'Standard candle' flickers too brightly
Mar 19, 2010 8 comments
An international team of researchers has measured the mass of a distant exploding star system – and found that it weighs considerably more than the accepted mass limit for such bodies. As these type 1a supernovae are widely used as "standard candles" to measure distances in the universe, the finding could have important consequences in cosmology, particularly concerning theories of dark energy.
Type 1a supernovae occur when a white dwarf – thought to represent the end point of a star's evolution – begins to gain mass by the accreting matter from a neighbouring star. Once the white dwarf reaches a critical mass of 1.4 solar masses, it will undergo a supernova explosion, which will always have the same brightness.
This stellar phenomenon proves very useful for astrophysicists because measuring the apparent brightness of a type 1a supernova infers its distance from our solar system, and measuring how this brightness changes over time can reveal the rate of expansion of the universe. Indeed, cosmologists have used this data to predict the existence of dark energy, which seems to be causing the expansion of the universe to accelerate.
However, this study, led by Richard Scalzo of Yale University, reports that the white dwarf linked with SN 2007if, an established type 1a supernova, has a mass of 2.1 ± 0.2 solar masses, taking it far beyond the Chandrasekhar limit. The researchers arrive at this result after carefully examining the dimming of SN 2007if, which is occurring at a slower rate than would be expected for a supernova of this type.
The rate of dimming is determined by the efficiency of reactions taking place inside supernovae. Carbon and oxygen – the main constituents – are converted into radioactive nickel and then optical light. If there is more mass then the radioactive energy will be processed more efficiently and you'll see a brighter supernova. "By watching the supernova fade away we can measure that efficiency and use it to estimate the mass," Scalzo explained.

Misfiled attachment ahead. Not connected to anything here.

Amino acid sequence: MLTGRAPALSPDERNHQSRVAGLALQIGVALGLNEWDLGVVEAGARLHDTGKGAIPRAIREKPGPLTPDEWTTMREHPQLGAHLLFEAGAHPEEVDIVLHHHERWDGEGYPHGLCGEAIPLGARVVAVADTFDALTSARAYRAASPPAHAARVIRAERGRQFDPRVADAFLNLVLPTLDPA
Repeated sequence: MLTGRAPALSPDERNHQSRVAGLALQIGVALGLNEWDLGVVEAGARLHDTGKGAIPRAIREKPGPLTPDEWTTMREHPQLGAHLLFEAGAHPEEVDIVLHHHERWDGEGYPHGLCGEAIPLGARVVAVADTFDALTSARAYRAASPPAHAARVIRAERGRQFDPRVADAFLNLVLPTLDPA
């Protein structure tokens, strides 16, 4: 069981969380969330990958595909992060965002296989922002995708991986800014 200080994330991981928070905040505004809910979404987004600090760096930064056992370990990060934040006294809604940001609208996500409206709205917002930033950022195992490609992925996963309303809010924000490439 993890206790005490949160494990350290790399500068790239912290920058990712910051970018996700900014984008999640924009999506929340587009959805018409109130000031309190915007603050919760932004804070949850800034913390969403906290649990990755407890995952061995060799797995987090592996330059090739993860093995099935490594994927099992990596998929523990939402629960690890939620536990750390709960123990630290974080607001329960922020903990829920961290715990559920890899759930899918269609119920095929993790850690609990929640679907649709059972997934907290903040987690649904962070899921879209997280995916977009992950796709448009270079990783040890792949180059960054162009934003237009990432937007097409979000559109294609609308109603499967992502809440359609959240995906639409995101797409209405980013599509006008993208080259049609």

To make this discovery Scalzo and colleagues used ground-based telescopes in Chile, Hawaii and California to analyse the remnant of SN 2007if.
Having searched for several alternatives to explain this stellar heavyweight, Scalzo believes the likely candidate to be multiple white dwarfs, rather than a white dwarf and a neighbouring star. "If you have two white dwarfs they can slowly spiral inwards and eventually merge. When they merge they can potentially form something that is larger than the Chandrasekhar limit," he said. However, the type of astrophysical objects that spawned this system remains unclear.
An opportunity, not a problem
Scalzo believes his findings might have opened the door to discovering more about this problem. "The question is whether there are other kinds of supernova that have similar physics but maybe are not as extreme. This might be telling us something about supernovae physics that we really need in order to standardize supernovae in future," he tells physicsworld.com.
Even though Scalzo's result indicates that not all type 1a supernovae are as neat and tidy as previously thought, dark energy is probably still safe, because there is still further evidence that it exists. "There is other observational evidence from the cosmic microwave background and galaxy surveys. Take any one of these away and dark energy still exists," says Malcolm Fairbairn, a particle astrophysicist at King's College London, who was not involved in the research. "However, it has been very worrying that we rely on type 1a supernovae as standard candles but we don't really know exactly what they are," he adds.
Scalzo agrees that a more detailed understanding of standard candles will be integral to the future of dark energy cosmology. "The implications are that the next generation of experiments require much greater precision than the generation that established the existence of dark energy. Then you might be able to say something about dark energy's evolution with the expansion of the universe," he said.
The findings have been accepted for publication in Astrophysical Journal.
About the author
Colin Stuart is a science writer and astronomer based in London